Anwar al-Awlaki knew that America targeted him as a leader of al-Qaida in the Arabian Peninsula. In early February The New York Times reported that President Obama authorized al-Awlaki’s targeted killing. If he missed that article, the Hellfire Missiles that hit his car on May 5, 2011 in an unsuccessful attempt to take him out must have surely been a sign that America took his threats seriously.
Al-Awlaki, an American citizen, was no saint and there is little doubt that had his capture taken place, he would have been found guilty of high treason. Major Nidal Hasan sought al-Awlaki’s blessing before the Fort Hood shootings in November 2009, and al-Awlaki engineered the unsuccessful underwear and printer cartridge bombings in 2009 and 2010.
After September 11, the U.S. Kill/Capture programs run by both the Special Forces Command and the Central Intelligence Agency became a grisly necessity in a war where enemies crossed borders and sought the protection of “friendly” foreign governments. While President Obama’s administration did not introduce Kill/Capture to the battlefield, it has expanded its depth and breadth. Drone missions in Pakistan, Yemen and Somalia have increased since Obama came into office and have not slowed after Osama Bin Laden’s death in May. On September 30, the missile hit the targeted car and the U.S. Kill/Capture program killed its first American citizen.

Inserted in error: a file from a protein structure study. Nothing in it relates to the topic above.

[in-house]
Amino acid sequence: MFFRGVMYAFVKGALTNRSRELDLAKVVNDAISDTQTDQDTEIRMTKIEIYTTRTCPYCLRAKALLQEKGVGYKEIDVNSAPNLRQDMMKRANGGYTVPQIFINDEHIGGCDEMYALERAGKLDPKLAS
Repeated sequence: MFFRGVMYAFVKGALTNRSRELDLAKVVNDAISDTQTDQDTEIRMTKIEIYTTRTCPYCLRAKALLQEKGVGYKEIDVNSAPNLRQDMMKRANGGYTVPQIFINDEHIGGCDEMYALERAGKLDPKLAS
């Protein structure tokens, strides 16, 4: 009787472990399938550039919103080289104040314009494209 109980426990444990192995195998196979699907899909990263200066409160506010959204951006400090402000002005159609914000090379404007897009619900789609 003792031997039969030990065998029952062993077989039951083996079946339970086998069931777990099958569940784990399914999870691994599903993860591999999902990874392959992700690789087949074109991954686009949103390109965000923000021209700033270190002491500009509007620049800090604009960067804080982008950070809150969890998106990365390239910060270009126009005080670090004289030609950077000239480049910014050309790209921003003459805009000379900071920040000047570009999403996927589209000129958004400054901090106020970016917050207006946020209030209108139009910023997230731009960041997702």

We must not take the targeted killing of any person lightly, regardless of their nationality. John Brennan, Assistant to the President for Homeland Security and Counterterrorism made it clear that, beyond Iraq and Afghanistan, targeting focuses on those “whose removal would cause a significant – even if only temporary – disruption of the plans and capabilities of al-Qaida.”
Further, last year a federal judge ruled that in wartime the president and Congress, have the authority to make decisions on military targeting, including American citizens. Even with this ruling establishing the legality of their decision, the administration took the debate over adding al-Awlaki’s name to the Kill/Capture list so seriously that they missed opportunities to kill him as the debate took place.
Anwar al-Awlaki slipped from his civilian life to the role of unlawful combatant in an armed conflict. Further, he took a leadership role in an al-Qaida affiliate, and was hidden in Yemen, beyond the reach of U.S. and international law enforcement that could have brought him to trial. The rights afforded to him as a U.S. citizen no longer protected his conduct, and he was given fair warning of that fact.
In the past 10 years warfare has evolved to face the challenges of a different kind of enemy. Today, the United States faces off with al-Qaida, its affiliates and sympathizers around the world. Law enforcement tactics work in some parts of the world, but in other parts of the world Kill/Capture provides the United States a way to protect itself. Targeting those who wish to lead the fight against the United States, regardless of their origins, will always be in the national interest.